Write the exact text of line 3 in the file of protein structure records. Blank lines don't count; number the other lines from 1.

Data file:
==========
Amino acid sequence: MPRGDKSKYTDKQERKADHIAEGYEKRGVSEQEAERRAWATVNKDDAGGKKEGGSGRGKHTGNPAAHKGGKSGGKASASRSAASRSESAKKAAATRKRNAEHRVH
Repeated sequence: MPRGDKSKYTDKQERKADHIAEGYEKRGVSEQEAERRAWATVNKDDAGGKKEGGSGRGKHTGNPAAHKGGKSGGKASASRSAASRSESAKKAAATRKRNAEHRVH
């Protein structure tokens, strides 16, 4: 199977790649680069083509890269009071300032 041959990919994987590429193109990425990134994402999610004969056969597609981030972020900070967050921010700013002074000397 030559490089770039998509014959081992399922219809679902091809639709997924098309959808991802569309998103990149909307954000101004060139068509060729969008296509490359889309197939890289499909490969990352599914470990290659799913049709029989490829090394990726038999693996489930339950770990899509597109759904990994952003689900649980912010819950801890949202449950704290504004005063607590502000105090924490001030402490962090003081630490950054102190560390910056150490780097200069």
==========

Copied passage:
């Protein structure tokens, strides 16, 4: 199977790649680069083509890269009071300032 041959990919994987590429193109990425990134994402999610004969056969597609981030972020900070967050921010700013002074000397 030559490089770039998509014959081992399922219809679902091809639709997924098309959808991802569309998103990149909307954000101004060139068509060729969008296509490359889309197939890289499909490969990352599914470990290659799913049709029989490829090394990726038999693996489930339950770990899509597109759904990994952003689900649980912010819950801890949202449950704290504004005063607590502000105090924490001030402490962090003081630490950054102190560390910056150490780097200069």